Fame is unpredictable so an absolute answer is impossible. But we can indicate what the norm is. We all want our heroes to go on forever and as a fanatic the idea of Nirvana ‘falling off’ is hard to imagine. But, in reality, popular taste moves on, fans are fickle, commercial and creative peaks are short; the zeitgeist doesn’t walk, it runs.

Just as an indication I’ve used the stats from EveryHit.com to examine the top ten best selling albums each year from 1960 to 2009 in the U.K. This gives a sample of 500 albums. What I’m looking for is the span of time over which artists had album sales in the top ten; how long does dominance tend to last? 75 artists had more than one unique album featured but 15 of those only managed one hit album then their greatest hits.

Of the 60 remaining artists only 17 had hit albums over a period of more than 10 years. So from our starting number we’re down to a fifth. The spans were as follows:

These are the most popular artists in the U.K., bands and artists with a cushion of support that should have sustained them, to some extent, through any fall off in quality and/or popularity. Yet, even with the support each commanded, only 17 managed to stay at the peak for long than ten years. Remember also that the last album for Elvis, Cliff Richard, The Beatles, Michael Jackson, Elton John, R.E.M., Oasis and The Beach Boys was a greatest hits or singles collection — not a brand new album. Without those collections their creative careers fall as follows:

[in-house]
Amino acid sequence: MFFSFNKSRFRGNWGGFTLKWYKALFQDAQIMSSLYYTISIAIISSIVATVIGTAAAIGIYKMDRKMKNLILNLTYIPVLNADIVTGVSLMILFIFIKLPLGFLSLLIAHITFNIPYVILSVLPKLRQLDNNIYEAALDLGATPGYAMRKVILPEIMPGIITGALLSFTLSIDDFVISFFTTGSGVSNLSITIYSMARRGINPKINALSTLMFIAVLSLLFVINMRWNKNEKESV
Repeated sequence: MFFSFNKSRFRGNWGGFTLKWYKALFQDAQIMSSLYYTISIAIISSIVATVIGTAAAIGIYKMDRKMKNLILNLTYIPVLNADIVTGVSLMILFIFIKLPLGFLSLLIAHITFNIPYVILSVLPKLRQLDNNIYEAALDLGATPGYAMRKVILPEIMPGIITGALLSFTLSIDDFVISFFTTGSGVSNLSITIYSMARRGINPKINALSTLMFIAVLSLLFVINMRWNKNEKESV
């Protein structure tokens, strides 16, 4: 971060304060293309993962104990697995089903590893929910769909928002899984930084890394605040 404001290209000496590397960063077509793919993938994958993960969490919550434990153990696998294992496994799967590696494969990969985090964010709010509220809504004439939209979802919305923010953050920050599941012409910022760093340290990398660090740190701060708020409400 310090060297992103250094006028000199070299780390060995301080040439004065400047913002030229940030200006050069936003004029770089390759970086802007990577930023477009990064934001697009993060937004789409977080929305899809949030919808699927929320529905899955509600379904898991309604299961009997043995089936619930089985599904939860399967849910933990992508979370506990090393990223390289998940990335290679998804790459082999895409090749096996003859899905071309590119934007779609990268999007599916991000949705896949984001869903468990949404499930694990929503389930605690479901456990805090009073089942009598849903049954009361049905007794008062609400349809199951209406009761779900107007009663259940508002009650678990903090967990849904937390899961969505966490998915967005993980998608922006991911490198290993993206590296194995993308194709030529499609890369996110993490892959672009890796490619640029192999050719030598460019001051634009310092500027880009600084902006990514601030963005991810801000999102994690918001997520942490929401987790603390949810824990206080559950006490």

The result is just ten artists still operating at a peak of popularity over a period longer than ten years and in most cases the career trajectory involved taking a hiatus to allow scarcity to restore interest. That’s essentially the benefit that was reaped by the sizeable gap between The Muddy Banks of the Wishkah and then Nirvana’s greatest hits followed by With the Lights Out; time enough that saturation didn’t set in.

I’m not saying Nirvana wouldn’t have had a career. In fact I dare say it might have been a career that was more comfortable to their troubled front man. What I am saying is that even the biggest artists rarely retain world-beater status for more than a short spell and that level of persistent fame and success tends to be retained (by definition) only by artists firmly in the field of pop. Lots of bands break up, move onto new groups or solo performance — not many end up with a Sonic Youth-esque thirty year career at a comfortable mid-level of support.

Pearl Jam are a fair indication of the fate of the alternative rock demi-Gods. Despite staying together, despite continuing to create music of interest, and despite clearly enjoying themselves, they’re not the multi-million mega-stars anymore. Maybe Nirvana, as the figurehead of an entire spell of music, would have bucked the trend but it’s unlikely.

I’d like to run this same thought experiment using American album sales but I need to find appropriate data first.